This company continues to generate lots of cash, almost $700 million last quarter which compares to about $500 million of non-GAAP net income. Running a profitable professional services business of some maturity is simply not very capital intensive. Capital expenditures for the quarter were only $74 million which will allow the company to repurchase shares at a good clip or consider paying a dividend. Overall, the company grew its cash balances by $1.5 billion last year and the company now has more than $4.5 billion in cash and equivalents, net of its revolving line of credit, far more than is necessary to operate the business from a day-to-day standpoint. That being said, however, in the short term, I expect that the company is going to try to use its surplus cash to make an acquisition such as Trizetto which was self-described by management as being "more than expected." If the company hopes to resume a strong growth pattern and to start to grow at above industry average growth rates, it is almost certainly most likely to achieve such a goal by buying specialized vendors that either expand the company's geographic footprint or more importantly allow the company to deepen its domain expertise in its leading verticals. I think one of the keys to potential stock performance going forward will be the company's ability to start to acquire significant pieces of technology that will enhance the competitive position of its intellectual property.
Cognizant reported its earnings and while not a huge disappointment, certainly represented some disturbing trends in terms of the guidance it gave and the outlook for some of the company's verticals. Whatever else seems true, it does seem quite evident to this observer that the years stretching back a decade and more during which company regularly gained market share against its leading competitor have drawn to a close and may not return any time in the near future. That alone would be alarming to me as it suggests that over time there is likely to be a change in perception regarding the company that will lead to multiple compression.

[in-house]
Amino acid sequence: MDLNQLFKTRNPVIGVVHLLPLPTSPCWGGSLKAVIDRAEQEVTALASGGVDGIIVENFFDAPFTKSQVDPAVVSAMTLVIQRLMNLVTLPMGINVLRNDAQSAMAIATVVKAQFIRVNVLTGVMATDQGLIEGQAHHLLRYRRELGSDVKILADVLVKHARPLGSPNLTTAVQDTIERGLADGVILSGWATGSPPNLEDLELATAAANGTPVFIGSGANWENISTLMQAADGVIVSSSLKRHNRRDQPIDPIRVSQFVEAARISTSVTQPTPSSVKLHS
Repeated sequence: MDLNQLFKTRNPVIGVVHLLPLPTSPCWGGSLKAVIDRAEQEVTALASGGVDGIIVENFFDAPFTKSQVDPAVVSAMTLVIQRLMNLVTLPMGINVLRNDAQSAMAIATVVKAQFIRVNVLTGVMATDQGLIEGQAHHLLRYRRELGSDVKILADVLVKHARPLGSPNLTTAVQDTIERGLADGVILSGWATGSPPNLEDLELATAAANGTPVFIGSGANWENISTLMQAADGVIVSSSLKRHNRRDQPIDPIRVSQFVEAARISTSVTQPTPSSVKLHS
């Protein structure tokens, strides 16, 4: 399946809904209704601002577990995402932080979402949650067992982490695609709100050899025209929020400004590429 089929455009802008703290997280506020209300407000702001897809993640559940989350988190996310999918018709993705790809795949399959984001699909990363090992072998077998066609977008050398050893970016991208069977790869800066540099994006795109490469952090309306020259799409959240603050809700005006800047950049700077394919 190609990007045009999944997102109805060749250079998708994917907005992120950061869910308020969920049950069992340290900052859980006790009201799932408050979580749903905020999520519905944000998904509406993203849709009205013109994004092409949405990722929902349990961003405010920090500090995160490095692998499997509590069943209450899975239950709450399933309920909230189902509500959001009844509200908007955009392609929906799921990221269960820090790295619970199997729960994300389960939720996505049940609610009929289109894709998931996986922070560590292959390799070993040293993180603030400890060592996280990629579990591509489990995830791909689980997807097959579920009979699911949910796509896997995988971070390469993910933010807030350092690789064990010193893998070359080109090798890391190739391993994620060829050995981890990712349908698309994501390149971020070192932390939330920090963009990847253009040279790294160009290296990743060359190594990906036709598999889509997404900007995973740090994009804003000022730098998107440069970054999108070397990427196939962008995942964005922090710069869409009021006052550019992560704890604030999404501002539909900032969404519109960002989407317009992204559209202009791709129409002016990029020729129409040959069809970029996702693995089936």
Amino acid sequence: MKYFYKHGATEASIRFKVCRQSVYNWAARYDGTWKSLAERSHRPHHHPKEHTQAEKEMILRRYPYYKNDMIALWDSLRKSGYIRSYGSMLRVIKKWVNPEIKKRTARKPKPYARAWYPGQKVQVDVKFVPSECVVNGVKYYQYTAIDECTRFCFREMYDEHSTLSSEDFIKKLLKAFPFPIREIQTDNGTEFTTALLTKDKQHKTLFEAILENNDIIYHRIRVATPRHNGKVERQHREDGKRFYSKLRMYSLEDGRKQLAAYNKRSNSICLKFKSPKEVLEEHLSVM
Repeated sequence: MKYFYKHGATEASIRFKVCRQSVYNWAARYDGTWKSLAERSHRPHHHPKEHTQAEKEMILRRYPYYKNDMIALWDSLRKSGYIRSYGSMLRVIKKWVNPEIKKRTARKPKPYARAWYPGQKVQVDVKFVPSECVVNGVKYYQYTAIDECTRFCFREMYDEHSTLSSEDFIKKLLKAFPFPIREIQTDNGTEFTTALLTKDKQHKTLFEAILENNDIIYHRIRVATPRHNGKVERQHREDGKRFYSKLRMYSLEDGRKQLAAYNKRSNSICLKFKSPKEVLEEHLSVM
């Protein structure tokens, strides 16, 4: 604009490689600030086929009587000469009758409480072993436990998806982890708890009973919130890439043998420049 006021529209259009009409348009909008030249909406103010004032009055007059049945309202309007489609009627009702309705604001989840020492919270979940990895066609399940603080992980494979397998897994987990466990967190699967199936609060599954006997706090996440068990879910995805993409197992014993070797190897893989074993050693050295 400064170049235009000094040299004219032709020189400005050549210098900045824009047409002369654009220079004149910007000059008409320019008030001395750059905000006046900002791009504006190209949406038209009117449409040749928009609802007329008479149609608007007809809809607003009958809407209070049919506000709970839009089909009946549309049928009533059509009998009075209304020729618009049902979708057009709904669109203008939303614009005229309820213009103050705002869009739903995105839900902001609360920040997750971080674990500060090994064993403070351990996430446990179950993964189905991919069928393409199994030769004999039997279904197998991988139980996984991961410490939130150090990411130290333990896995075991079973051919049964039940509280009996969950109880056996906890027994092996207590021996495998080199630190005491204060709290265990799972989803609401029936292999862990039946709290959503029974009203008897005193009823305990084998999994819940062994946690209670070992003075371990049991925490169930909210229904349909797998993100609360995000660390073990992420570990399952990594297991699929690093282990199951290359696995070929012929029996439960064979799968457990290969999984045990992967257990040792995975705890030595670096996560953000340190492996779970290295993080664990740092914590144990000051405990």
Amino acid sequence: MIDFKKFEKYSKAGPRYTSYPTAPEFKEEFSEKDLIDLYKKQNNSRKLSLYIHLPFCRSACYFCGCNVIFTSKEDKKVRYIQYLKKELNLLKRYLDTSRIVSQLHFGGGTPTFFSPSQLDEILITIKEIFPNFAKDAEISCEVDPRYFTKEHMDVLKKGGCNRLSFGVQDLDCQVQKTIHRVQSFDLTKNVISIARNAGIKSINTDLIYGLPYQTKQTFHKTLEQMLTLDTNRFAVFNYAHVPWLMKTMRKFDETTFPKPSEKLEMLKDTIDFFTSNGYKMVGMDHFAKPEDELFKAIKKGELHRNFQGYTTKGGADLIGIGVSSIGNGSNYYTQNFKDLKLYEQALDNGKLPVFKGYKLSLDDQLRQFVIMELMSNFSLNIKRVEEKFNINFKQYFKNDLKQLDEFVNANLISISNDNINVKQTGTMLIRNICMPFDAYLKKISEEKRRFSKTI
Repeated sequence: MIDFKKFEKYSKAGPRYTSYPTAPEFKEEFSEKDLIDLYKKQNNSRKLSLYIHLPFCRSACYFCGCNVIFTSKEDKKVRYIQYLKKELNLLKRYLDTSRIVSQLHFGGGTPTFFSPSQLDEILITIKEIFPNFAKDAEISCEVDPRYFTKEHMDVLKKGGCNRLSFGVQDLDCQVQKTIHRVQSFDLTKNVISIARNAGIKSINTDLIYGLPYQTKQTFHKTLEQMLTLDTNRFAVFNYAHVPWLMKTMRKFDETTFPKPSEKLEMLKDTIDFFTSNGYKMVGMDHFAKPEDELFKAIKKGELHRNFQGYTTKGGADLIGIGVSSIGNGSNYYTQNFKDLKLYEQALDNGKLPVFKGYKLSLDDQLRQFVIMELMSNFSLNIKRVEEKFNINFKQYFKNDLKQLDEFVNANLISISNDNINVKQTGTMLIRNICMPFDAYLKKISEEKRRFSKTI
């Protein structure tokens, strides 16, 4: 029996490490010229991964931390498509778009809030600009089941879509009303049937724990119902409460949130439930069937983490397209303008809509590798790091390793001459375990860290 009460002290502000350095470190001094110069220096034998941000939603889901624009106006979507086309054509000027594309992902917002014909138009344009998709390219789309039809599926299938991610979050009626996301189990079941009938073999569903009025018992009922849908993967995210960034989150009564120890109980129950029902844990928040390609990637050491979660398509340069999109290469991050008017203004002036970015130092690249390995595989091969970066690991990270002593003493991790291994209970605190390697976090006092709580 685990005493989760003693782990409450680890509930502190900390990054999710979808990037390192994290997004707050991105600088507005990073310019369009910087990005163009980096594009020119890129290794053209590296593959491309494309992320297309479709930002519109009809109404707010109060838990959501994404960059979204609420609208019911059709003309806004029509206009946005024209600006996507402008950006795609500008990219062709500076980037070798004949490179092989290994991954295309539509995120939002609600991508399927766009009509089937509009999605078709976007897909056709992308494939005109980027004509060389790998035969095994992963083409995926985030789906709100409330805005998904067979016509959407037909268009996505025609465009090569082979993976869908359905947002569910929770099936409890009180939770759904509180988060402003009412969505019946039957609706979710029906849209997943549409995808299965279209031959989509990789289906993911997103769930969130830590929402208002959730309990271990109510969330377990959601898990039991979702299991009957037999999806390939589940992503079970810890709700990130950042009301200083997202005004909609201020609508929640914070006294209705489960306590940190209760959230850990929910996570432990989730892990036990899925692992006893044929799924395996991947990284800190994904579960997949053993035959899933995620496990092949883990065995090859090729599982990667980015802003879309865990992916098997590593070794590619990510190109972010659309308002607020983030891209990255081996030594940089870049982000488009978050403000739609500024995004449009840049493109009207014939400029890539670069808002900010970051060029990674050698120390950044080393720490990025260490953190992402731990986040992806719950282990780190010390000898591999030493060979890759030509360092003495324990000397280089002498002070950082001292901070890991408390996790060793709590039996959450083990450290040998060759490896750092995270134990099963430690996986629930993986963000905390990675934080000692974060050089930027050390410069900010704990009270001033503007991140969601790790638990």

I think that for the first time in years the company has a forecast that is riskier than is likely to be perceived by many investors. I'm quite dubious that some of the whale size deals in the company's healthcare pipeline will get closed in time or staffed soon enough to produce the revenue growth snapback that the company is forecasting for the second half of 2016. This may be a year in which Cognizant simply struggles to achieve its mid-point goals and is unable to raise guidance. I think current analyst price targets are going to have to be substantially revised which is not going to set a favorable backdrop for share price appreciation. Given the company's relatively modest valuation and its pristine financial condition that is not likely to change any time soon, I think the shares have limited downside at this point. But I think investors might do better than to complacently buy this dip. There are names within the IT space with far greater snap back capability than CTSH - that is whenever we finally actually see a snapback that lasts more than a few hours.
Disclosure: I/we have no positions in any stocks mentioned, and no plans to initiate any positions within the next 72 hours.
I wrote this article myself, and it expresses my own opinions. I am not receiving compensation for it (other than from Seeking Alpha). I have no business relationship with any company whose stock is mentioned in this article.